Harold Macmillan, 1st Earl of Stockton, died on 29 December 1986, at Birch Grove, the Macmillan family mansion on the edge of Ashdown Forest
Ashdown Forest
Ashdown Forest is an ancient area of tranquil open heathland occupying the highest sandy ridge-top of the High Weald Area of Outstanding Natural Beauty. It is situated some south of London in the county of East Sussex, England...

 near Chelwood Gate in East Sussex
East Sussex
East Sussex is a county in South East England. It is bordered by the counties of Kent, Surrey and West Sussex, and to the south by the English Channel.-History:...

. He was aged 92 years and 322 days—the greatest age attained by a British Prime Minister until surpassed by James Callaghan
James Callaghan
Leonard James Callaghan, Baron Callaghan of Cardiff, KG, PC , was a British Labour politician, who was Prime Minister of the United Kingdom from 1976 to 1979 and Leader of the Labour Party from 1976 to 1980...

 on 14 February 2005.
His grandson and heir Alexander, Viscount Macmillan of Ovenden
Alexander Macmillan, 2nd Earl of Stockton
Alexander Daniel Alan Macmillan, 2nd Earl of Stockton is a Conservative Party politician in the United Kingdom. He is the first son of the late Conservative politician Maurice Macmillan and the first grandson of former prime minister Harold Macmillan.-Life:Lord Stockton was educated at Eton...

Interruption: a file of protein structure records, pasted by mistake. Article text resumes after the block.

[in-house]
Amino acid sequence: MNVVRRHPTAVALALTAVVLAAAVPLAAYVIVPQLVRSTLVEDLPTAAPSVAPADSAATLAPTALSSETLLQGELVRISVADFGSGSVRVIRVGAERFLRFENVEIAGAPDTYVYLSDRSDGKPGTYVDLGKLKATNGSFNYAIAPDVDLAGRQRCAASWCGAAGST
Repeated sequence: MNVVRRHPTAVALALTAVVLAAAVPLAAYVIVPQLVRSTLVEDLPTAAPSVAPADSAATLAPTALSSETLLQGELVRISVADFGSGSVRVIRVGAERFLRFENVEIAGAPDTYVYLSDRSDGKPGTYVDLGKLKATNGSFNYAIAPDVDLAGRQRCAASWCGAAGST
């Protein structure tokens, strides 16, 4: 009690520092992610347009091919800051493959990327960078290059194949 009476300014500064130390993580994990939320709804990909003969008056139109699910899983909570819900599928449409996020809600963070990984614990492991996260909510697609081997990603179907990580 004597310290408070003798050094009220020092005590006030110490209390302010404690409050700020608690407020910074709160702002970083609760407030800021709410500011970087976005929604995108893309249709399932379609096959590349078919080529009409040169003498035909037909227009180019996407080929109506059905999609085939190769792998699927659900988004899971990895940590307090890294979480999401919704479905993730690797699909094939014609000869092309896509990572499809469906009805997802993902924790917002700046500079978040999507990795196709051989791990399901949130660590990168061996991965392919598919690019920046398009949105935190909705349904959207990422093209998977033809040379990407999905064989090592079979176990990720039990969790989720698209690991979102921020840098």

, said: 'In the last 48 hours he was very weak but entirely reasonable and intelligent. His last words were, "I think I will go to sleep now".'

Margaret Thatcher, on receiving the news, hailed him as 'a very remarkable man and a very great patriot', and said that his dislike of 'selling the family silver' had never come between them. He was 'unique in the affection of the British people'.

Tributes came from around the world. US President
President of the United States
The President of the United States of America is the head of state and head of government of the United States. The president leads the executive branch of the federal government and is the commander-in-chief of the United States Armed Forces....

 Ronald Reagan
Ronald Reagan
Ronald Wilson Reagan was the 40th President of the United States , the 33rd Governor of California and, prior to that, a radio, film and television actor....

 said: 'The American people share in the loss of a voice of wisdom and humanity who, with eloquence and gentle wit, brought to the problems of today the experience of a long life of public service.' Outlawed African National Congress